Article  PubMed  PubMed Central  Google Scholar 

  13. Merport A, Lemon SC, Nyambose J, Prout MN: The use of cancer treatment summaries and care plans among Massachusetts physicians. Support Care Cancer. 2012, 20: 1579-1583. 10.1007/s00520-012-1458-z.

    Article  PubMed  Google Scholar 

  14. Salz T, Oeffinger KC, McCabe MS, Layne TM, Bach PB: Survivorship care plans in research and practice. CA Cancer J Clin. 2012, 12: 20142-

    Google Scholar 

  15. Klemp J: Cancer survivorship: a new subspecialty. In ?, Presented at the South Carolina Oncology Society Annual Conference, Fall 2013.

  16. Birken S, Mayer D, Weiner B: Survivorship care plans: prevalence and barriers to use. J Cancer Educ. 2013, 28: 290-296. 10.1007/s13187-013-0469-x.

    Article  PubMed  PubMed Central  Google Scholar 

  17. Hewitt M, Bamundo A, Day R: Perspectives on post-treatment cancer care: qualitative research with survivors, nurses, and physicians. J Clin Oncol. 2007, 25: 2270-2273. 10.1200/JCO.2006.10.0826.

    Article  PubMed  Google Scholar 

  18. Commission on Cancer: Cancer program standards 2012, version 1.2.1: ensuring patient-centered care. 2/2014 update ., []

  19. Ajzen I: The theory of planned behavior. Organ Behav Hum Decis Process. 1991, 50: 179-211. 10.1016/0749-5978(91)90020-T.

    Article  Google Scholar 

  20. Bandura A: Social cognitive theory: an agentic perspective. Ann Rev Psychol. 2001, 52: 1-26. 10.1146/annurev.psych.52.1.1.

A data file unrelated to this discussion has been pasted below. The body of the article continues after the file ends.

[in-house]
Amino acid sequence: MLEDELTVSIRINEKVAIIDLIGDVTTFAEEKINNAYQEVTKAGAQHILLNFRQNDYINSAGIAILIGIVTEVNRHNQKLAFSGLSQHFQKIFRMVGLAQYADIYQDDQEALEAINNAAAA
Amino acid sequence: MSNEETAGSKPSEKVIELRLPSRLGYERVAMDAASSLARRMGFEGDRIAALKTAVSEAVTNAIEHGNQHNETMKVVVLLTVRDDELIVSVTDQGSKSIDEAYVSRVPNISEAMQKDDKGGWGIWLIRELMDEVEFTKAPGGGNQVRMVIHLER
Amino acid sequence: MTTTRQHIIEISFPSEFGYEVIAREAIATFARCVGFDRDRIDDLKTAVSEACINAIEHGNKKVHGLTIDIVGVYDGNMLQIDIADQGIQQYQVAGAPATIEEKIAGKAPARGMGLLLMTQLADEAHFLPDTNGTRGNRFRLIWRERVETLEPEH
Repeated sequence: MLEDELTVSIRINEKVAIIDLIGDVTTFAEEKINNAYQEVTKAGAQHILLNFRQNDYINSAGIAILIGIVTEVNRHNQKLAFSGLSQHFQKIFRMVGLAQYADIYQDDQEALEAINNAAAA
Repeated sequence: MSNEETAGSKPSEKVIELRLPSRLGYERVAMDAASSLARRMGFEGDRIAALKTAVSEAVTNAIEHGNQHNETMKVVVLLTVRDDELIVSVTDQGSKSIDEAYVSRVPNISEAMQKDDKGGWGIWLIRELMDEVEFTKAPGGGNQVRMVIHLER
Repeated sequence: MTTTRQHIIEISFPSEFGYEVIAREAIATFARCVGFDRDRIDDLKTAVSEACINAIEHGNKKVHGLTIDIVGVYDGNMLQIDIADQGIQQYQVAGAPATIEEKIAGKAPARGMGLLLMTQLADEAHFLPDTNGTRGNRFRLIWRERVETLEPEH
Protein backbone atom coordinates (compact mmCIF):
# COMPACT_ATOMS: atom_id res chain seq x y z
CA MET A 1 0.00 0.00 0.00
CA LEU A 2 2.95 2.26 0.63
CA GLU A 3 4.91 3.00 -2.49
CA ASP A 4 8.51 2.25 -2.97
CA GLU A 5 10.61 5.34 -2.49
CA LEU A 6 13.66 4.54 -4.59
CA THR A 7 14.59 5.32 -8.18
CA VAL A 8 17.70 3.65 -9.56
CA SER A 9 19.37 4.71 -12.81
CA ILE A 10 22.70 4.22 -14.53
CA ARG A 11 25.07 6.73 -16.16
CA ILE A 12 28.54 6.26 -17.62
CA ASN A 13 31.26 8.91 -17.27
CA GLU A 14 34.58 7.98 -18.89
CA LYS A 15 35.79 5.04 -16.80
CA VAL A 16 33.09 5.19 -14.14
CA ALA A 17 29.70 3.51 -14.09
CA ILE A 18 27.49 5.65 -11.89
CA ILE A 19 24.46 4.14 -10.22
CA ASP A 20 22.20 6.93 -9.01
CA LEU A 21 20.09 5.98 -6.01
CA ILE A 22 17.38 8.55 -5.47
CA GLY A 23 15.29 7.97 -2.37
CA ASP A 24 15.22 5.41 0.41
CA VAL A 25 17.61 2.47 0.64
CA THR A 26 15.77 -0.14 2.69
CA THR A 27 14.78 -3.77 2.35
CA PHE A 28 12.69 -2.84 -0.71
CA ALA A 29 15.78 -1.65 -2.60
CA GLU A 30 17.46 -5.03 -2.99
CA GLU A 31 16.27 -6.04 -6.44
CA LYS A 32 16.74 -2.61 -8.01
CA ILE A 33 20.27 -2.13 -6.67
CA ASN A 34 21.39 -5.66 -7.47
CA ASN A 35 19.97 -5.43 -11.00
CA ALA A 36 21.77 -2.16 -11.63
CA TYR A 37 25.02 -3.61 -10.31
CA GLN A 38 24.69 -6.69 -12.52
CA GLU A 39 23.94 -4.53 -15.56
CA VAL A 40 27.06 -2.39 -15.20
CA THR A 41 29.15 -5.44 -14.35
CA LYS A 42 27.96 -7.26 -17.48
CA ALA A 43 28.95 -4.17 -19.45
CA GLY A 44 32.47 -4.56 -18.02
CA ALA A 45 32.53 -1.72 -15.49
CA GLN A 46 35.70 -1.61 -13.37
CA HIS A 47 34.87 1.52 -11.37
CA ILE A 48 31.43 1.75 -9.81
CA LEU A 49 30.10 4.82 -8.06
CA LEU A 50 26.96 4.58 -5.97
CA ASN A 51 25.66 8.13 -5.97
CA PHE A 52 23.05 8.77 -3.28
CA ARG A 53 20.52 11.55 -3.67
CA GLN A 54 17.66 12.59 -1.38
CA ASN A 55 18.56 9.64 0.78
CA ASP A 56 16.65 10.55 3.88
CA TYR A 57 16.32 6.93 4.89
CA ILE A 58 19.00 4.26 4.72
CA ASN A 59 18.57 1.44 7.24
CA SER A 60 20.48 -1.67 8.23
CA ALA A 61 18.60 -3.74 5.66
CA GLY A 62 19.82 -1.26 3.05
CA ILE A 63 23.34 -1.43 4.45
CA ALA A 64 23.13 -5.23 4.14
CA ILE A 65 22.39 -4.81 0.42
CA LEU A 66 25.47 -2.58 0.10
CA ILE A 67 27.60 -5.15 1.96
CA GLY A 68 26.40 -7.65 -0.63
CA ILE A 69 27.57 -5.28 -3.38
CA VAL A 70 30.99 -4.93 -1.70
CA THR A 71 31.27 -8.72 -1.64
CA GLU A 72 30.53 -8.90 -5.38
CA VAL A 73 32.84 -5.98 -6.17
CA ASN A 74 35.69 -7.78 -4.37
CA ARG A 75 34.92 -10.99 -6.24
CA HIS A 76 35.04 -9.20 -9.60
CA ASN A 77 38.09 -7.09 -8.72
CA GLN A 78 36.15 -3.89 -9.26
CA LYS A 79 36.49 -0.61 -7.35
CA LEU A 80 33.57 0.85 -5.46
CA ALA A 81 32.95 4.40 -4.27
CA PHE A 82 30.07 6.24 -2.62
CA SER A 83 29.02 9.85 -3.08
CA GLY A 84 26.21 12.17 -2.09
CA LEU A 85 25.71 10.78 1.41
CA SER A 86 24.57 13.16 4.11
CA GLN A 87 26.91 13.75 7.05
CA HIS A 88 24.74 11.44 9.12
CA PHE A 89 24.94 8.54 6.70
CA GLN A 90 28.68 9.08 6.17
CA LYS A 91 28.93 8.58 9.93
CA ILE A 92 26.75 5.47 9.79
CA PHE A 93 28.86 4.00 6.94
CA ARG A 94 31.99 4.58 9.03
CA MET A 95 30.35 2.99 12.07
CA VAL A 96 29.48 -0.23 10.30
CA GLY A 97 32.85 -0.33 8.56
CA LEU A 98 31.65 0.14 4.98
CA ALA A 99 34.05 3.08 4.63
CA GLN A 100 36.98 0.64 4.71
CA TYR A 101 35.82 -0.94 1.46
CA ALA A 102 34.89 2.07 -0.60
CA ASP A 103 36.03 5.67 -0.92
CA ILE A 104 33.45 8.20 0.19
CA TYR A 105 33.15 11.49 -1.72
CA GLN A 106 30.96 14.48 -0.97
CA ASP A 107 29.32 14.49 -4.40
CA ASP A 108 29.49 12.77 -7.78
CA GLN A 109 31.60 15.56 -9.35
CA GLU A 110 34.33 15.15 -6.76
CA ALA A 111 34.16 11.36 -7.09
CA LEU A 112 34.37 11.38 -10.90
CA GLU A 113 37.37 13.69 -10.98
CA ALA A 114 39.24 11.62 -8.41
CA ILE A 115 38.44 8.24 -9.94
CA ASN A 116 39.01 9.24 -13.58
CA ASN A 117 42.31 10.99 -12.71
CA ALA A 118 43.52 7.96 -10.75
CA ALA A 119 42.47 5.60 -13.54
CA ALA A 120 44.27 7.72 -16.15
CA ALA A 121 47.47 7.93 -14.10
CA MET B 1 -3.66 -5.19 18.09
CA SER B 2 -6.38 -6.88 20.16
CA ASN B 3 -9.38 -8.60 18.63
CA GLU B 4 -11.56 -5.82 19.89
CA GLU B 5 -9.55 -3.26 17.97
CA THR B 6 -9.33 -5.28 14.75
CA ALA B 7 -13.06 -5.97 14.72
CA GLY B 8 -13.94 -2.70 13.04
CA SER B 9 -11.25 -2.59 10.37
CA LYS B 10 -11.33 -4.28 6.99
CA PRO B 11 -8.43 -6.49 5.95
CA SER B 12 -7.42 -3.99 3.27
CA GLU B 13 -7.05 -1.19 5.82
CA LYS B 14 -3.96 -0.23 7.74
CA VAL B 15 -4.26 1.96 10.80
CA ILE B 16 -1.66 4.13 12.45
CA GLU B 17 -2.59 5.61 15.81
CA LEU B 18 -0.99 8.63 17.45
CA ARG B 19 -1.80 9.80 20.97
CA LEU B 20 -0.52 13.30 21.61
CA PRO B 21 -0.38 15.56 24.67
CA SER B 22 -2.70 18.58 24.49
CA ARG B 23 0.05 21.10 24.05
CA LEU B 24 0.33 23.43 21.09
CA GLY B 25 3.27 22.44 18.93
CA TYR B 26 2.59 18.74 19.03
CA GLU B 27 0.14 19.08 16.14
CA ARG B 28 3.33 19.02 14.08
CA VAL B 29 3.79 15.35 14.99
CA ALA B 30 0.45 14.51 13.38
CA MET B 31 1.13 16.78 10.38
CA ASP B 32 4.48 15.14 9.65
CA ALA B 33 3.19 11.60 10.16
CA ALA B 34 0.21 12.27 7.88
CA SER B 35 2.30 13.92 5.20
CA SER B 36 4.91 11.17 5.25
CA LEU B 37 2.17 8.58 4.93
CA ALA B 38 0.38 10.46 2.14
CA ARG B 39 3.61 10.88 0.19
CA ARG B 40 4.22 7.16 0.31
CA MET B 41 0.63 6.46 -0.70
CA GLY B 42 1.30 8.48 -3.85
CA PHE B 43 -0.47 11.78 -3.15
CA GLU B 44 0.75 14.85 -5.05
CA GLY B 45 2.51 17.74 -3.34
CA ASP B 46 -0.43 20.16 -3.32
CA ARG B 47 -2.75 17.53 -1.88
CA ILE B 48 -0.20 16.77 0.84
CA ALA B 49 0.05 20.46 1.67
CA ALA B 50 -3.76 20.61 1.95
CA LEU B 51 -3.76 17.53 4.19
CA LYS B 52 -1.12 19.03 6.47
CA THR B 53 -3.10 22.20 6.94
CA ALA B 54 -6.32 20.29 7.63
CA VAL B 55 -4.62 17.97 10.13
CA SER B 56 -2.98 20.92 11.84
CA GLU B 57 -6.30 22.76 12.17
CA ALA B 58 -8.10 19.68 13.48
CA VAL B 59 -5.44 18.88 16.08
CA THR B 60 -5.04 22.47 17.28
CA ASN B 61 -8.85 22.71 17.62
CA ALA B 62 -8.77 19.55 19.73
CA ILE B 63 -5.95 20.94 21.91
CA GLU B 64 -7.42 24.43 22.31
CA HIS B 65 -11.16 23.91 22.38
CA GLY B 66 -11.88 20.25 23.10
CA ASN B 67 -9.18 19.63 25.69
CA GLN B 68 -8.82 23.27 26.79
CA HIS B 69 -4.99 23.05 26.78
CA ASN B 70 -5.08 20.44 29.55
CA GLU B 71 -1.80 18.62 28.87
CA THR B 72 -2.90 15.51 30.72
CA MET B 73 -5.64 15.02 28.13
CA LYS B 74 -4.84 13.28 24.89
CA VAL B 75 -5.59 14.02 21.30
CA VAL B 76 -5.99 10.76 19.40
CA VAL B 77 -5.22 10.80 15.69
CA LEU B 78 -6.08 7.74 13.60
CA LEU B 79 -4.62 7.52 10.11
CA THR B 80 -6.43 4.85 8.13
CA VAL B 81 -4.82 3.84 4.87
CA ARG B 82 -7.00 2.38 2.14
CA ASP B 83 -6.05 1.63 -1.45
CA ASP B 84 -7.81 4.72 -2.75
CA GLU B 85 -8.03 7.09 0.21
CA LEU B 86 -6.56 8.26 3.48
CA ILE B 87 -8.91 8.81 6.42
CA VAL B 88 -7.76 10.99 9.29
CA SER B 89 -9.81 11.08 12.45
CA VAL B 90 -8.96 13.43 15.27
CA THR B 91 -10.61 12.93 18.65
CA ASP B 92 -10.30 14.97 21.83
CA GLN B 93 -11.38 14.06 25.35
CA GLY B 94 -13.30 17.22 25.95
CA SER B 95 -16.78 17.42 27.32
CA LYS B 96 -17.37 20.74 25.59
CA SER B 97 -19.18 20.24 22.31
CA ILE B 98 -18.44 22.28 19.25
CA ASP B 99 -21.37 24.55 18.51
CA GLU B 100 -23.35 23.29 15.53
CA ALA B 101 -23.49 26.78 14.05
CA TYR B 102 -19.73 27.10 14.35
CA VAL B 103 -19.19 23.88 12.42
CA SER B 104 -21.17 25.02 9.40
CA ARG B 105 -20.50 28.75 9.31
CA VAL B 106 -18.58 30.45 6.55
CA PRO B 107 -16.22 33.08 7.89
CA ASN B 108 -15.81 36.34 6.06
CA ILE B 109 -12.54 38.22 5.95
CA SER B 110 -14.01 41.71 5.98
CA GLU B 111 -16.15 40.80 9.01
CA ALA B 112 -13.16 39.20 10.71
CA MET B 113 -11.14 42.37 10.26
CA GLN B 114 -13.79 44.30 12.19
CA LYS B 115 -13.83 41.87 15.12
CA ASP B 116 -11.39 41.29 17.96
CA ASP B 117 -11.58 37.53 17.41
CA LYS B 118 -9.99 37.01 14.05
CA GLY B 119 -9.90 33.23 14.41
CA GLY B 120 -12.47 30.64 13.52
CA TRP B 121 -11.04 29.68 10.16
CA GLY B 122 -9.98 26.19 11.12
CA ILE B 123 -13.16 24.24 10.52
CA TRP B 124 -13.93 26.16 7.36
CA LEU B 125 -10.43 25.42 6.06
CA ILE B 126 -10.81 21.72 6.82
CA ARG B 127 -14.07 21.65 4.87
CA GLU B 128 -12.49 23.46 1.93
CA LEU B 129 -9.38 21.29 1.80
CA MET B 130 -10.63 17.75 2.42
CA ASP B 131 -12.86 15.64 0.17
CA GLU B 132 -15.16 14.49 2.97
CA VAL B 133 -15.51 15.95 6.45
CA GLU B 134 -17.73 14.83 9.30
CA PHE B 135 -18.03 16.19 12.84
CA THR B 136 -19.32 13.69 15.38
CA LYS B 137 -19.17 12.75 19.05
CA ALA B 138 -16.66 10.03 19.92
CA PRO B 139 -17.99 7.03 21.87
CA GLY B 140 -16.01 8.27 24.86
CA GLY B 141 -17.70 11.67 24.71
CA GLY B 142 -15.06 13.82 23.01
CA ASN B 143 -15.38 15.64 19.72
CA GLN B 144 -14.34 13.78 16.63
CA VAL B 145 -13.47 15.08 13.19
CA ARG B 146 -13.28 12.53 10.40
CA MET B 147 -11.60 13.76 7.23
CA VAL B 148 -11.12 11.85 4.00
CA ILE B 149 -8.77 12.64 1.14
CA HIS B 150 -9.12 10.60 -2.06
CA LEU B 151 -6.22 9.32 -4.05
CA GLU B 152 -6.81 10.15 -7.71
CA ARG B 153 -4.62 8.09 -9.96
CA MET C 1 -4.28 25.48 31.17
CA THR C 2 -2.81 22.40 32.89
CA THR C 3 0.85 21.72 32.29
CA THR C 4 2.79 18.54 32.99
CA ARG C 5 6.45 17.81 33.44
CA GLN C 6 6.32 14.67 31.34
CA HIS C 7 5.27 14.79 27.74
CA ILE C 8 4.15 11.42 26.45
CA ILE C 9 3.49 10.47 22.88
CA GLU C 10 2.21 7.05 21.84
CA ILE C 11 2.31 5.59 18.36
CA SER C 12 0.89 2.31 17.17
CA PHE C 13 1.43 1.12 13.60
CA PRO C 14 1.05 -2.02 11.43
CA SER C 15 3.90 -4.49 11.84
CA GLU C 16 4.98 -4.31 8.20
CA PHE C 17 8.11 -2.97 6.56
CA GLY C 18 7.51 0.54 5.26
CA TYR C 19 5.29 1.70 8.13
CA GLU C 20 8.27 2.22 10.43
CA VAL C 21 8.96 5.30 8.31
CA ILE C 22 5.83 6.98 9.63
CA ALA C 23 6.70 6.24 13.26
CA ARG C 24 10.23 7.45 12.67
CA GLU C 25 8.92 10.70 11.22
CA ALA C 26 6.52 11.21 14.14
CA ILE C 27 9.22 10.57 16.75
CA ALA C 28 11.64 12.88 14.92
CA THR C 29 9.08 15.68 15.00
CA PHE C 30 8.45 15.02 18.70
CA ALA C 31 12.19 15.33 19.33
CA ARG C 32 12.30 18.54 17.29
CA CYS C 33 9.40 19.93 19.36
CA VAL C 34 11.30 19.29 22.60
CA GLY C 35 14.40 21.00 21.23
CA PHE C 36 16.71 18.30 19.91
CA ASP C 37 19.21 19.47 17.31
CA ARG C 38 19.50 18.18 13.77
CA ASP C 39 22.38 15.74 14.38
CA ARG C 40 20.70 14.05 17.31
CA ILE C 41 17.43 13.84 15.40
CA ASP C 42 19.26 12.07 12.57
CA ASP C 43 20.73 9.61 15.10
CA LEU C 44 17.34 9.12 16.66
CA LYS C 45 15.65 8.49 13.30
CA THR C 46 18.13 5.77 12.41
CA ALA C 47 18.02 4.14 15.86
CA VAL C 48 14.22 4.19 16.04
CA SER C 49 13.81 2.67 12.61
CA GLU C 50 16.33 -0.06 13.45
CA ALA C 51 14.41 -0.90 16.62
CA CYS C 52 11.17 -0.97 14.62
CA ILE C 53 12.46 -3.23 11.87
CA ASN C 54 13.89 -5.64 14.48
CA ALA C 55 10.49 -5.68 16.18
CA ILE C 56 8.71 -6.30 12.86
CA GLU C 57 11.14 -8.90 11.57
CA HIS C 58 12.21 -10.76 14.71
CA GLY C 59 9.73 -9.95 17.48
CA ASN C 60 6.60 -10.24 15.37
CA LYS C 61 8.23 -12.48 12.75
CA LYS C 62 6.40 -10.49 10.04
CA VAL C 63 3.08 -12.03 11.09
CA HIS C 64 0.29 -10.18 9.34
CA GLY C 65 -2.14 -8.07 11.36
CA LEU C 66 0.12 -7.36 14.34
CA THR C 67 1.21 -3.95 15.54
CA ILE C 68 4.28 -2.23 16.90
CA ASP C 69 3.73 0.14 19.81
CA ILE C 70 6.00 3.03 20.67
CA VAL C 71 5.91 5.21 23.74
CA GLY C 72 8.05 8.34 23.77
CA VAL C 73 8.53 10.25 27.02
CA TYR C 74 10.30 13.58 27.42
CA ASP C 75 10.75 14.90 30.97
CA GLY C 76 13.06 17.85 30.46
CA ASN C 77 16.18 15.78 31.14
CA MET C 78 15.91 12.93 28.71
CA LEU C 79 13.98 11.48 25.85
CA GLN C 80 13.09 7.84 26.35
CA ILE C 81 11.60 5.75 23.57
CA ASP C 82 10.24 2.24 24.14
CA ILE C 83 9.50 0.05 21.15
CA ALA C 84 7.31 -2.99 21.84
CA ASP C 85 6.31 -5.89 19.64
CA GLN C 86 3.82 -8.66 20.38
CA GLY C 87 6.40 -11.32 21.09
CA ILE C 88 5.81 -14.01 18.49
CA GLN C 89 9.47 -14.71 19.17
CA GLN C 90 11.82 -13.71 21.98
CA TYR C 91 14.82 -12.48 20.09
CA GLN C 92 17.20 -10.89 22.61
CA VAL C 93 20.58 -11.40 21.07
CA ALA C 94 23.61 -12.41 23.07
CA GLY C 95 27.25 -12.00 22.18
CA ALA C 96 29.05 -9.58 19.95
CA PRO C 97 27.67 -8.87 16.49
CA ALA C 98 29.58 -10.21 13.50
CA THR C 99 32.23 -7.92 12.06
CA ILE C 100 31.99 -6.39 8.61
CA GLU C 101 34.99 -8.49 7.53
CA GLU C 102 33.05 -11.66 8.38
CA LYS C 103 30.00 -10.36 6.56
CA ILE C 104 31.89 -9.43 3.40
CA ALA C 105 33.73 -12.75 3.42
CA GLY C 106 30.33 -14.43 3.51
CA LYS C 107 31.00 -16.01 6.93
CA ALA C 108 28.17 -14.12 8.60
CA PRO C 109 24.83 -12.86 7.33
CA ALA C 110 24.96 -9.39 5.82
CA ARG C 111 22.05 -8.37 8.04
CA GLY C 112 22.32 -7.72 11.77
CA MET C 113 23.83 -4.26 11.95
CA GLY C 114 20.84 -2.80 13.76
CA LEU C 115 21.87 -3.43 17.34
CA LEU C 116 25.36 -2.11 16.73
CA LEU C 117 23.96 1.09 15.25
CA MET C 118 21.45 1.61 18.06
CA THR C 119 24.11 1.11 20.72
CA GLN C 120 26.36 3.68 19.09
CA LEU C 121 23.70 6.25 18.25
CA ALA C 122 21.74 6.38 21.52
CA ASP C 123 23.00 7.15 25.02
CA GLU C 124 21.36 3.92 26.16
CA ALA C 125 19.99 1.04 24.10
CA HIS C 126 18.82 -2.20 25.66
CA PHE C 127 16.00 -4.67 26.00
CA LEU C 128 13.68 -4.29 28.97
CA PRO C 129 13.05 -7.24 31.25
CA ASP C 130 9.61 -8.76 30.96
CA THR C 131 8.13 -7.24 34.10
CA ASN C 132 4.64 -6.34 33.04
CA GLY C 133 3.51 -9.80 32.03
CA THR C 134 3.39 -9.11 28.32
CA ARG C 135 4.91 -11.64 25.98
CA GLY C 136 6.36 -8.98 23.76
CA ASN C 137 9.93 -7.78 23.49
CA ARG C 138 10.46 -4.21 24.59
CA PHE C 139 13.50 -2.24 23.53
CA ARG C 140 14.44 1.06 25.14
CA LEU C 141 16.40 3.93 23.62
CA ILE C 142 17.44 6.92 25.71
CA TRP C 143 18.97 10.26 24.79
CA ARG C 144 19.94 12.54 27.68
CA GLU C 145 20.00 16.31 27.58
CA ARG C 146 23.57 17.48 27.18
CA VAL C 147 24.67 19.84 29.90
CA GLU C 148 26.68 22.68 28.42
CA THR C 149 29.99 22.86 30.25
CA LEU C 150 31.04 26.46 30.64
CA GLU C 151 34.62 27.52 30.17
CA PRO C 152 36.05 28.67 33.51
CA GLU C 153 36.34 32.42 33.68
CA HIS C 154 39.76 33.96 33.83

Article  CAS  Google Scholar 

  21. Michie S, Johnston M, Abraham C, Lawton R, Parker D, Walker A: Making psychological theory useful for implementing evidence based practice: a consensus approach. Qual Saf Health Care. 2005, 14: 26-33. 10.1136/qshc.2004.011155.

    Article  CAS  PubMed  PubMed Central  Google Scholar 

  22. Islam R, Tinmouth AT, Francis JJ, Brehaut JC, Born J, Stockton C, Stanworth SJ, Eccles MP, Cuthbertson BH, Hyde C, Grimshaw JM: A cross-country comparison of intensive care physicians’ beliefs about their transfusion behaviour: a qualitative study using the theoretical domains framework. Implementation Sci. 2012, 7: 93-10.1186/1748-5908-7-93.

    Article  Google Scholar 

  23. Duncan EM, Francis JJ, Johnston M, Davey P, Maxwell S, McKay GA, McLay J, Ross S, Ryan C, Webb DJ, Bond C: Learning curves, taking instructions, and patient safety: using a theoretical domains framework in an interview study to investigate prescribing errors among trainee doctors. Implementation Sci. 2012, 7: 86-10.1186/1748-5908-7-86.

    Article  Google Scholar 

  24. Boscart VM, Fernie GR, Lee JH, Jaglal SB: Using psychological theory to inform methods to optimize the implementation of a hand hygiene intervention. Implementation Sci. 2012, 7: 77-10.1186/1748-5908-7-77.

    Article  Google Scholar 

  25. Michie S, van Stralen MM, West R: The behaviour change wheel: a new method for characterising and designing behaviour change interventions. Implement Sci. 2011, 6: 42-10.1186/1748-5908-6-42.

    Article  PubMed  PubMed Central  Google Scholar 

  26. Cane J, O’Connor D, Michie S: Validation of the theoretical domains framework for use in behaviour change and implementation research. Implement Sci. 2012, 7: 1748-5908. 10.1186/1748-5908-7-37.